Does training on empty stomach have the same benefits for this type of people, or is there simply no reason to do it then??
  • jacjac Posts: 452
    I would always have something before training in the morning.

    Bear in mind that your body is screaming out for nutrients first thing in the morning, having gone eight hours without any fresh supplies (although I take a slow-drip protein before bed to repair muscle damage).

    If you want to lose body fat and break down muscle then exercise on an empty stomach.

    Otherwise I would say have a Go gel and then a hearty breakfast afterwards.

    The times I did try training on nothing my performance was nothing like it is after taking on some fuel.

  • BritspinBritspin Posts: 1,655
    Read somewhere the empty stomach fat burn thing is a myth..as fat burns in the flame of carbohydrate, then depleted carbs stores will not help fat burn.
  • bennybenny Posts: 1,314
    Remember where you read this, Britpin??

    I'm not a big fan of starvation before workout, just need some scientific backup so I won't have to do this kind of SM-workouts![:'(]
  • I will also investigate beacuse I really need to lose weight (I'm currently a nice portly 112kg!!) and the statement that if I work out on an empty stomach I'll burn more fat was like music to my years....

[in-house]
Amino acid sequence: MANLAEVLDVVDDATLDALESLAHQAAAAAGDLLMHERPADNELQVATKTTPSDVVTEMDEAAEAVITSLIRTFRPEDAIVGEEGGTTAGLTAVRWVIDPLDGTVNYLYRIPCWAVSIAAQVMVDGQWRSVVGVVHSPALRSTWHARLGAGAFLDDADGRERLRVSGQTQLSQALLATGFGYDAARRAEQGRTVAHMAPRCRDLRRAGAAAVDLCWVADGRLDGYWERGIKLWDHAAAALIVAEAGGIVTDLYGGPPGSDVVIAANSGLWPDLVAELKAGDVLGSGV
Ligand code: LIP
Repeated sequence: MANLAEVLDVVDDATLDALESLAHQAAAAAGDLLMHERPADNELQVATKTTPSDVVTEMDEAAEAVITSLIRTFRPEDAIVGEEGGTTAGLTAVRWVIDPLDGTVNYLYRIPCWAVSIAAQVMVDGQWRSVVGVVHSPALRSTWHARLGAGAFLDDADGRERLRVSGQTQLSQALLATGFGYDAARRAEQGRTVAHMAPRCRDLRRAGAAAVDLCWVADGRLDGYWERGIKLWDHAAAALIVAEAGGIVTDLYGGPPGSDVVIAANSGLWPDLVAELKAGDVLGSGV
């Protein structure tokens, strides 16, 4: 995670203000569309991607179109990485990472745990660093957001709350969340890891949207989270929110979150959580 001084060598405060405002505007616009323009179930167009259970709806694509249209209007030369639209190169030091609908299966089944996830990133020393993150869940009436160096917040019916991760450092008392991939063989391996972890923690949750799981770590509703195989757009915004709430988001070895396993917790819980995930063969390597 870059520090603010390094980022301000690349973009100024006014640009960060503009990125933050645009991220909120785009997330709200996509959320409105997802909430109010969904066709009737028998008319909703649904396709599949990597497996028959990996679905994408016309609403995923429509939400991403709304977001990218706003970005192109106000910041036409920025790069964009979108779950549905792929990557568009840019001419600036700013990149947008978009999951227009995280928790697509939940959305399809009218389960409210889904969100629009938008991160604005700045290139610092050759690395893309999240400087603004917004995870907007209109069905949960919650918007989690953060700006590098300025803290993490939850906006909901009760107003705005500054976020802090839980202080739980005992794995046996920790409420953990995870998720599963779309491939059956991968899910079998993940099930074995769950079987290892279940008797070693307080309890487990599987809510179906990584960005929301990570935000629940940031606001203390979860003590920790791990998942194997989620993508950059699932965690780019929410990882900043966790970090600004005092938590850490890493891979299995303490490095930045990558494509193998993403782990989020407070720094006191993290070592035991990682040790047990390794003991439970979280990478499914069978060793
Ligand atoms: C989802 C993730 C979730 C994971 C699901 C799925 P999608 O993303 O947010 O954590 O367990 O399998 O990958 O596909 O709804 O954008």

Please Please be true...
  • AndreAndre Posts: 103
    Scott, 'fat burning' exercise is less about what you've eaten beforehand, and more to do with the type of exercise you do: it needs to be fairly low in intensity, but for quite a significant duration - that ain't music to anyone's ears! Starving the body under those conditions actually does more damage than good, so if that's your aim for morning exercise... well, it shouldn't be!

    The safest way to lose fat, retain or build muscle, and gain in overall fitness is slowly but surely. Try doing interval sessions in the morning, which still won't necessarily require you to eat beforehand, but will train your body to use all its possible energy sources. It'll also kick start your metabolism, so that when you do have breakfast, it'll use that for recuperation and repair, rather than store it for later use.
  • Thanks Andre,

    That is also an answer I'm happy with, this means that I can still cycle to work and do some training while losing weight.

    I was concerned to actively lose weight I would have to exercise that wasn't really going to be good training "wasted miles etc.."

    an interval session to work on the bike would be a good solution - if the weather ever allows it!!!

  • jacjac Posts: 452

    The most important aspect of losing weight is having a calorie deficit.

    There are some quote good online resources which can help you work out how many cals you need, based on your height, weight, activity levels etc.. to achieve weight loss.

    The general rule of thumb is to eat little and often - which fires the metabolism and in turn burns more cals. Aim to eat protein with every meal(ideally six times a day). The quality of the food is also of utmost importance. There's no point shoving down processed crap, full of sugar, salt and trans fats. Eat whole grains, lean meats, fish, nuts, low fat dairy, plus fruit and veg for its vitamins and antioxidants.

    As Andre says high intensity intervals are also great at "melting" fat. I'd also look to incorporate some weights into your training programme - to build lean muscle and turn your body into a fat-burning furnace.

    The real challenge with weight loss is the diet, though. And that's what you need to get spot on. Otherwise you can exercise for England and still not get to where you want to be.